Neil Travis - Apr 08, 2013

One of the key components of fly fishing is the cast. The cast is something that separates fly fishing from all the other types of recreational fishing. In fact, it was fly casting that originally attracted me to fly fishing.

When I was growing up in the early 50's kids started out bait fishing. Spin fishing was unknown, at least when I started fishing the small brooks that ran through the meadows on my parents dairy farm in upstate New York. The top of the line bait fishing equipment for a 7 year old kid was a Shakespeare™ Wonder Rod and a level-wind bait casting reel. The challenge of using that equipment was training your thumb to keep the reel from over spooling and causing a backlash. Over the years I got pretty good at picking out the tangle caused by a backlash and, in time, I trained my thumb to keep them to a minimum. However, the skill I acquired in untangling a backlash came in handy later when I had to pick a tangle out of the leader on my fly line.

Despite the fact that I was very successful using my level-wind reel it was not a very challenging way of fishing. Each month I would pick up the latest issue of the big three outdoor magazines; Outdoor Life, Field and Stream and Sports Afield, and the articles that I always read first were the ones that concerned fly fishing. I was intrigued by the entire idea of catching fish with artificial flies, but it was the casting, the process of presenting the fly to the fish that really fascinated me.

The unfortunate thing is that the cast is one of the more difficult things for many anglers. I think that is regrettable but I believe that fly anglers themselves may be partly to blame. If you do an online search you will find thousands of how to fly casting videos. In fact, I think that fly casting videos are second only to videos about fly tying.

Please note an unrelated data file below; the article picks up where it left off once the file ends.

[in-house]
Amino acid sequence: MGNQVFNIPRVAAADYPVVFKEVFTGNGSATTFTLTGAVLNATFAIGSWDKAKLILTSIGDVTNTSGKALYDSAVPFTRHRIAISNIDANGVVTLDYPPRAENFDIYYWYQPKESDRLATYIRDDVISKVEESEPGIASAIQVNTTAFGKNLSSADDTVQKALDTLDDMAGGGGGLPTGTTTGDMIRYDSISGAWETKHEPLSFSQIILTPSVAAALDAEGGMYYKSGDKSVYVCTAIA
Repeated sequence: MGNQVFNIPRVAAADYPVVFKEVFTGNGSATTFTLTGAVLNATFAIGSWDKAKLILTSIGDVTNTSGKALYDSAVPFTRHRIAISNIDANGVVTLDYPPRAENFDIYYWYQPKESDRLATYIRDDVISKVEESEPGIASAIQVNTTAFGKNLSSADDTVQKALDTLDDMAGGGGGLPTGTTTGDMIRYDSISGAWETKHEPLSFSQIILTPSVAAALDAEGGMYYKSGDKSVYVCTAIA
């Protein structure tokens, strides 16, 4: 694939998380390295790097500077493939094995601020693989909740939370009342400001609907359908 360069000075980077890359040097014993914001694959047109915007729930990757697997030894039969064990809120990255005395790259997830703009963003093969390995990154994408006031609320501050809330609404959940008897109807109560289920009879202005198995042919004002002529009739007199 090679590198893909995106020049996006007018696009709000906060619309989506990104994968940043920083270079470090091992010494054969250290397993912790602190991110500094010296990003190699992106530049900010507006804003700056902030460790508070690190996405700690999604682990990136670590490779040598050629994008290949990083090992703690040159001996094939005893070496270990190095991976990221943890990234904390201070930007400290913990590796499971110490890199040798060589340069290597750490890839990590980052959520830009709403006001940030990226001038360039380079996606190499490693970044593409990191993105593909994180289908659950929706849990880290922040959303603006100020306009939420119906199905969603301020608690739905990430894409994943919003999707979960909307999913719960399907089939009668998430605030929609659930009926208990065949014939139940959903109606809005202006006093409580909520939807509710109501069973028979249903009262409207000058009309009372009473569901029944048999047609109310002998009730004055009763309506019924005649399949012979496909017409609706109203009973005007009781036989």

In the process of trying to teach anglers how to use a fly rod it seems that we have forgotten the reason for doing it. Fly casting, like bait or spin casting, is simply the method that an angler uses to get their lure where the fish are. There are certain basics that need to be mastered or at least understood; stop your rod near the vertical, wait on your back cast, keep your back cast up, [or upeth as JC would say], smooth acceleration, and a pronounced stop on the back and forward cast. Having mastered these basic fundamentals you have all that you need to make a decent cast with a fly rod.

It's at this point that things generally begin to deteriorate, and the beginner begins to feel that they never will be able to truly become a fly fisher. The discussion turns to controlling the loop, keeping the wrist firm, tip speed, the plane of the rod, distance of tip travel, line speed, etc., etc., etc. Then someone mentions the double haul, spey casting, hook casts, parachute casts, reach casts and aerial mending and many beginners throw up their hands in dismay.

I learned how to tie flies by following the instructions in a book by Helen Shaw, and I learned how to cast with a fly rod by following instructions in articles that I read in the outdoor magazines. I must have learned fairly well because it wasn't long before I was helping teach others at fly casting clinics conducted by Trout Unlimited and sponsored by Scientific Anglers. I joined the Scientific Anglers Field Testing group and with the late Jim Birkholm, better known as JC, we conducted fly casting clinics in a variety of venues across the State of Michigan in the 60's and early 70's. Along the way I polished my technique by picking up tips from Lefty Kreh, Joan Wulff, and Joe Brooks, however I was using a fly rod and catching fish with a fly rod long before I ever met any of those people in person.

My point is a simple one; basic fly casting, the type of fly casting that the average angler needs to be able to accomplish in order to catch a fish, is quite simple. I learned it by following some diagrams in a magazine. In time I learned all the other nuances; the double haul, hook, parachute, reach, puddle and right and left curve cast, but I still find that for most of my fishing situations I still use the same basic cast that I learned over 50 years ago by looking at some diagrams.

The cast is a beautiful thing, but it is just one of the many facets of fly fishing that makes it such an enchanting sport. I continue to work on my casting skills and some of it looks quite unorthodox, but when I make such a cast and it results in a take I don't worry what the cast looked like. I hope you feel the same way.

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